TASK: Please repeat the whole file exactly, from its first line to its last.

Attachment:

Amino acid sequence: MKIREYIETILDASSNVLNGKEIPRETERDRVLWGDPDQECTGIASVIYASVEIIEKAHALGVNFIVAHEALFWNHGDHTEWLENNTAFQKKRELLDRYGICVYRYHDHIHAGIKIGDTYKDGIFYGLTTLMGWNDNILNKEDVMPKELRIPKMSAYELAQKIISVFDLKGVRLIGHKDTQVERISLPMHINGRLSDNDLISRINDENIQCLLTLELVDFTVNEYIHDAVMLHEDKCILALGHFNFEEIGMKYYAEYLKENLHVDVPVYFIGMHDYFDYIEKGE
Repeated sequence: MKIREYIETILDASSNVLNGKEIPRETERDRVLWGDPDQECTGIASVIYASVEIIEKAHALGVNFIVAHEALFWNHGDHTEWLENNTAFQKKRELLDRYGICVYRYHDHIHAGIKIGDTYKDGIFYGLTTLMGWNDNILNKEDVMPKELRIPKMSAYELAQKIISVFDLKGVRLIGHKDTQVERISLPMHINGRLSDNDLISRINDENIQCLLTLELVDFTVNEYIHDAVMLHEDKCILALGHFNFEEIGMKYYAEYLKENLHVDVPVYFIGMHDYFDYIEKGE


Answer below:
Amino acid sequence: MKIREYIETILDASSNVLNGKEIPRETERDRVLWGDPDQECTGIASVIYASVEIIEKAHALGVNFIVAHEALFWNHGDHTEWLENNTAFQKKRELLDRYGICVYRYHDHIHAGIKIGDTYKDGIFYGLTTLMGWNDNILNKEDVMPKELRIPKMSAYELAQKIISVFDLKGVRLIGHKDTQVERISLPMHINGRLSDNDLISRINDENIQCLLTLELVDFTVNEYIHDAVMLHEDKCILALGHFNFEEIGMKYYAEYLKENLHVDVPVYFIGMHDYFDYIEKGE
Repeated sequence: MKIREYIETILDASSNVLNGKEIPRETERDRVLWGDPDQECTGIASVIYASVEIIEKAHALGVNFIVAHEALFWNHGDHTEWLENNTAFQKKRELLDRYGICVYRYHDHIHAGIKIGDTYKDGIFYGLTTLMGWNDNILNKEDVMPKELRIPKMSAYELAQKIISVFDLKGVRLIGHKDTQVERISLPMHINGRLSDNDLISRINDENIQCLLTLELVDFTVNEYIHDAVMLHEDKCILALGHFNFEEIGMKYYAEYLKENLHVDVPVYFIGMHDYFDYIEKGE